One construct found in several other Web-authoring tools, and notably lacking in WOM, is a standard conditional. From experience with such tools, one might expect to find a construct like
<If $input~getValue=0> The input is zero <Else> The input is non-zero </If>which would display one of the two strings depending on
input~getValue. Instead, as Section 2.12.3 shows, one has to play around with hiders.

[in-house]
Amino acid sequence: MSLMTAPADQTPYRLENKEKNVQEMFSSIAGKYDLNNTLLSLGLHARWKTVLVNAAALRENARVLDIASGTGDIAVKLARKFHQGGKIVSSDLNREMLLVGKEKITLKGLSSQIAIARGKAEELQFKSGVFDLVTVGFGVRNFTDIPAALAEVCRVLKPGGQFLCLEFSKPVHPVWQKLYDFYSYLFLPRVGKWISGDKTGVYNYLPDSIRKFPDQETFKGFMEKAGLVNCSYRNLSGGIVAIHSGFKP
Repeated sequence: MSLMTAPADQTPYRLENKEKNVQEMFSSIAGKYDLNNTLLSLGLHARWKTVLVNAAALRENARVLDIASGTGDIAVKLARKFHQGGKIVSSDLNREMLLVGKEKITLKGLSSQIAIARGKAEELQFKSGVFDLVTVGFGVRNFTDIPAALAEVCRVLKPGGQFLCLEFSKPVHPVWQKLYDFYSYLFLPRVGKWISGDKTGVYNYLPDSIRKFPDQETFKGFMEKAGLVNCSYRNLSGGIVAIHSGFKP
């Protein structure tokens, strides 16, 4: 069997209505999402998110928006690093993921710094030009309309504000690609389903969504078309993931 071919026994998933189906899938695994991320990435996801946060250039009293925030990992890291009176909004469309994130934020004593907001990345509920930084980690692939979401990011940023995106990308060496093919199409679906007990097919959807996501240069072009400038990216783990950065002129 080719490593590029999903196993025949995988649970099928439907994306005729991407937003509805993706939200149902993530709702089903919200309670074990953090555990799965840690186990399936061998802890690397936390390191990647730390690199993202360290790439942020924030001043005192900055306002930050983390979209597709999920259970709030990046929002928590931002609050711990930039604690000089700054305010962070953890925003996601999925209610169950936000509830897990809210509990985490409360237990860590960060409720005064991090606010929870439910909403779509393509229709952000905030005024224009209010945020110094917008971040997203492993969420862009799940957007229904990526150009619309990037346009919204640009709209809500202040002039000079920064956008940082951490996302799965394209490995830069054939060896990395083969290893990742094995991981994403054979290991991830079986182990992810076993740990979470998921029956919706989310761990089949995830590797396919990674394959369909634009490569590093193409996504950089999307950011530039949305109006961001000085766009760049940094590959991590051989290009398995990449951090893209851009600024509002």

My reason for this is that it simplifies the semantics and avoids some tricky questions. WOM is object-oriented, with instances being embedded in pages: that seems essential, given the job it is to do. When constructs such as the conditional above start mixing with objects, we immediately face problems. For example, if one of the branches contains an instance, should it exist all the time, or be created every time the condition for that branch becomes true? A looping construct would pose such problems even more severely. Consequently, I have stuck rigorously to an object-oriented basis for WOM's semantics. Given that, it would then be possible to add certain abbreviations, with a secure understanding of what they mean when expanded out.